by T. W. Rhys Davids | 1881 | 137,074 words
The Cullavagga (part of the Vinaya collection) includes accounts of the First and Second Buddhist Councils as well as the establishment of the community of Buddhist nuns. The Cullavagga also elaborates on the etiquette and duties of Bhikkhus....
1. Now at that time the Blessed One was staying at Rājagaha, in the Bamboo Grove, in the Kalandaka Nivāpa. And at that time the Chabbaggiya Bhikkhus, when bathing, used to rub their bodies—thighs, and arms, and breast, and back—against wood. The people were annoyed, murmured, and became indignant, saying, 'How can the Sakyaputtiya Samaṇas do so, like wrestlers, boxers, or shampooers?' The Bhikkhus heard the people so murmuring, &c.; and they told the matter to the Blessed One.
Then the Blessed One, on that occasion and in that connection, having convened a meeting of the Bhikkhu-saṃgha, asked the Bhikkhus: 'Is this true, O Bhikkhus, what they say, that the Chabbaggiya Bhikkhus, when bathing, rub (&c., as before)?'
'It is true, Lord.' The Blessed Buddha rebuked them, saying, 'This is improper, O Bhikkhus (&c., as usual, see I, 1, 2, down to the end).' And when he had rebuked them, and had delivered a religious discourse, he addressed the Bhikkhus, and said: 'A Bhikkhu, when bathing, is not, O Bhikkhus, to rub his body against wood. Whosoever does so, shall be guilty of a dukkaṭa.'
2. Now at that time the Chabbaggiya Bhikkhus: when bathing, used to rub their bodies—thighs, and arms, and breast, and back—against a pillar—against a wall (&c., as in last section, down to the end).
3. Now at that time the Chabbaggiya Bhikkhus used to bathe on an Aṭṭāna (a sort of shampooing stand). The people (&c., as before). The Bhikkhus (&c., as before). Then the Blessed One (&c., as before, down to) addressed the Bhikkhus, and said: 'You are not to bathe, O Bhikkhus, on an Aṭṭāna. Whosoever does so, shall be guilty of a dukkaṭa.'
[Paragraphs similar in every respect to the last follow as to
4. Now at that time a certain Bhikkhu had the scab, and he could not bathe with comfort without a Mallaka.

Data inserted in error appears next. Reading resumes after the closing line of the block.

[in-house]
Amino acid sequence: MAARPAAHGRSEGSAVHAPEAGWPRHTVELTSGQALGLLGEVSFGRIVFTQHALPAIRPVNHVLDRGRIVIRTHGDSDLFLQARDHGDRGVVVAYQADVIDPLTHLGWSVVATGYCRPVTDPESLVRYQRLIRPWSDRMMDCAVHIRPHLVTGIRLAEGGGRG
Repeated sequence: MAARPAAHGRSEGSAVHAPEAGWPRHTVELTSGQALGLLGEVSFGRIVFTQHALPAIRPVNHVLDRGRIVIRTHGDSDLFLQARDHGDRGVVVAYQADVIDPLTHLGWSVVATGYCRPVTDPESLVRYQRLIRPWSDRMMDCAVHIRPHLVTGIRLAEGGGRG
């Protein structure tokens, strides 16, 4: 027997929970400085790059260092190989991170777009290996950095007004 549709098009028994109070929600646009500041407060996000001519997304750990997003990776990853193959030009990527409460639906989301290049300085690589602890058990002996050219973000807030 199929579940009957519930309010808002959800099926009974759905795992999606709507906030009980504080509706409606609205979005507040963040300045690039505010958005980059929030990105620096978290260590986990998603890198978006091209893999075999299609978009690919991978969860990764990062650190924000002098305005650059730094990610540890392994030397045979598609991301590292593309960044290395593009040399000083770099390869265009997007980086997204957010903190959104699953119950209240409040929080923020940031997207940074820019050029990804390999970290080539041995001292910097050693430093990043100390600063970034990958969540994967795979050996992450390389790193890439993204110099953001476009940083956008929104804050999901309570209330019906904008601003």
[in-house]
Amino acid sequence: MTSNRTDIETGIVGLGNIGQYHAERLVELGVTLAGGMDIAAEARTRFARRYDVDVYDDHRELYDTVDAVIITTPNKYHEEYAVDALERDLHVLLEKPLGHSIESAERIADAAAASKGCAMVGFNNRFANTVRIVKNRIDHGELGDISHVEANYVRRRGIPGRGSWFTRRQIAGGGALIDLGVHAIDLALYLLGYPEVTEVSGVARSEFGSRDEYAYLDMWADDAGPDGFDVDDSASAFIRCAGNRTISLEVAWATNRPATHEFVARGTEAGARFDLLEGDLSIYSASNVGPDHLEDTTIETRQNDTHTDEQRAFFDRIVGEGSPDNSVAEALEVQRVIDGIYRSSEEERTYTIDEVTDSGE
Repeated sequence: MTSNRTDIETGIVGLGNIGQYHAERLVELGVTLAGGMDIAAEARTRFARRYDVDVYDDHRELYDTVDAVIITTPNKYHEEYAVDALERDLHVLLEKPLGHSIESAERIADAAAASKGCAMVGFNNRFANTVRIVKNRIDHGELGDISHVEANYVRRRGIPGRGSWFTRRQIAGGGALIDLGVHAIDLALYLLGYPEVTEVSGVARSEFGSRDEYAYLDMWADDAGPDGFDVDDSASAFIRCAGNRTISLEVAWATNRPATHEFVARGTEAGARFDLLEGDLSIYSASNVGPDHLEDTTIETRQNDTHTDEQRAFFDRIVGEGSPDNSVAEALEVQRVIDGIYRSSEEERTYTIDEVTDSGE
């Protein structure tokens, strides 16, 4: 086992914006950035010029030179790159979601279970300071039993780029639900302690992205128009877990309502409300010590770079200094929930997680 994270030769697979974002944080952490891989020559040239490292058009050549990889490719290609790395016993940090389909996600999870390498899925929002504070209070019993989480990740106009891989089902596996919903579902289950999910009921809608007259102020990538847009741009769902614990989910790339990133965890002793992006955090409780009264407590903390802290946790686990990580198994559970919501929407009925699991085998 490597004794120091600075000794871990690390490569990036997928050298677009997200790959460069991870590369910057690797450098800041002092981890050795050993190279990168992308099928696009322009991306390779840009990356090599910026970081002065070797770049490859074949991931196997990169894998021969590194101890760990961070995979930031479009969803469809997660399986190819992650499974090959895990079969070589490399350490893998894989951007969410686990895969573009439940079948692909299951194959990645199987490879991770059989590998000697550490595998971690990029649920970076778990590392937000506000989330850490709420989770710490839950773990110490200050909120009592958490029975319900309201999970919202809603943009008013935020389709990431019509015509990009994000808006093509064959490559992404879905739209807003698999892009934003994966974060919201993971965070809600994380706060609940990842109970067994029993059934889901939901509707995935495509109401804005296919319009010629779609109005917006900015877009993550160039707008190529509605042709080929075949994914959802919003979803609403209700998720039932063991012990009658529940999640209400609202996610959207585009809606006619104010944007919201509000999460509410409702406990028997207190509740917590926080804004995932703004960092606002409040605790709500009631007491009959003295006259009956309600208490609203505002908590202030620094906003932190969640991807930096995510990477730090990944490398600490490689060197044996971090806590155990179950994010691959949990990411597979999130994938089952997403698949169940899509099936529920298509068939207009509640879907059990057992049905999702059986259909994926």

They told the matter to the Blessed One.
'I allow, O Bhikkhus, to a sick man the use of a Mallaka not (artificially) made.'
5. Now at that time a certain Bhikkhu who was weak through old age was not able to shampoo his own body.
'I allow you, O Bhikkhus, the use of an Ukkāsika.
Now at that time the Bhikkhus, (fearing to offend against these rules,) were afraid to shampoo one another.
'I allow you, O Bhikkhus, the ordinary mode of shampooing with the hand.'
Footnotes and references:
Ugghaṃseti. The simple verb occurs below, V, 9, 2, 4, X, 10, 2, and at Jātaka, vol. i, p. 190. It is the Sanskrit root gharsh.
On malla-muṭṭhikā Buddhaghosa merely says muṭṭhika-mallā. His note on gāma-poddavā (already given by H.O. at p. 3.15 of the edition to the text) says, 'town’s people given to adorning themselves by painting their skin' (on which compare below, V, 2, 5). But it is difficult to see how that fits in with the connection here.
So Buddhaghosa loc. cit.
A wooden instrument in the shape of a hand, which was firs; covered with chunam (fine lime), and then rubbed over the body. See Buddhaghosa's note at p. 315 of H.O.'s edition of the text.
Apparently a string of beads which was first covered with the chunam made from Kuruvindaka stone (a ruby-coloured stone), and then held at both ends and rubbed over the body. See Buddhaghosa's note loc. cit.
As Buddhaghosa, loc. cit., explains this by 'rubbing their bodies up against each other'(!), vigayha has here probably nothing to do with gāh, but is simply vigṛhya.
A kind of back-scratcher, made according to Buddhaghosa, loc. cit., by placing together, by the roots, hooks made of the teeth of crocodiles (makara-dantaka; see V, 11, 6; VI, 3, 2), which had previously been split. Such hooks of split crocodiles' teeth are mentioned in the text itself below, V, 9, 2; and pins or hooks made of raga's teeth at V, 9, 5, and VI, 3, 5 (nāga-dantaka), and V, It, 7 (nāga-danta).
Buddhaghosa, loc. cit., makes this phrase mean only 'made of teeth that had not been previously split.'
Buddhaghosa, loc. cit., explains this word by vattovaṭṭi; which is to us equally unintelligible.
Pudhu-pāṇikan ti hattha-parikammaṃ vuccati. Tasmā sabbesaṃ hatthena piṭṭhi-parikammaṃ kātuṃ vaṭṭati (B.).